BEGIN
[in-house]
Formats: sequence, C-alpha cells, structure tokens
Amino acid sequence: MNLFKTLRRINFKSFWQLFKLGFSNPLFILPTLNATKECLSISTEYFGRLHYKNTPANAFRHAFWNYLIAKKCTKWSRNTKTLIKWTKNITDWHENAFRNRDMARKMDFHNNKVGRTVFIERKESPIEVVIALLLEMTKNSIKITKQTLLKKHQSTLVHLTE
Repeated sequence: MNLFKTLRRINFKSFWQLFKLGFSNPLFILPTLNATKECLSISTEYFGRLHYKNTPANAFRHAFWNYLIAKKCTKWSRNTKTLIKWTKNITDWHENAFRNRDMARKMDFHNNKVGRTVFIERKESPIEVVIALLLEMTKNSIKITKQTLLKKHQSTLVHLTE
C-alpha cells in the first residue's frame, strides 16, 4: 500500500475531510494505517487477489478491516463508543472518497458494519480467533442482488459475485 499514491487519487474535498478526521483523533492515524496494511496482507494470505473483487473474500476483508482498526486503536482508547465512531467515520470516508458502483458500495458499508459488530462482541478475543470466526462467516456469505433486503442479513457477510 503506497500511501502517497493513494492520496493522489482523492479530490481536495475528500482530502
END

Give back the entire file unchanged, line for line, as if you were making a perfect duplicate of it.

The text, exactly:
[in-house]
Formats: sequence, C-alpha cells, structure tokens
Amino acid sequence: MNLFKTLRRINFKSFWQLFKLGFSNPLFILPTLNATKECLSISTEYFGRLHYKNTPANAFRHAFWNYLIAKKCTKWSRNTKTLIKWTKNITDWHENAFRNRDMARKMDFHNNKVGRTVFIERKESPIEVVIALLLEMTKNSIKITKQTLLKKHQSTLVHLTE
Repeated sequence: MNLFKTLRRINFKSFWQLFKLGFSNPLFILPTLNATKECLSISTEYFGRLHYKNTPANAFRHAFWNYLIAKKCTKWSRNTKTLIKWTKNITDWHENAFRNRDMARKMDFHNNKVGRTVFIERKESPIEVVIALLLEMTKNSIKITKQTLLKKHQSTLVHLTE
C-alpha cells in the first residue's frame, strides 16, 4: 500500500475531510494505517487477489478491516463508543472518497458494519480467533442482488459475485 499514491487519487474535498478526521483523533492515524496494511496482507494470505473483487473474500476483508482498526486503536482508547465512531467515520470516508458502483458500495458499508459488530462482541478475543470466526462467516456469505433486503442479513457477510 503506497500511501502517497493513494492520496493522489482523492479530490481536495475528500482530502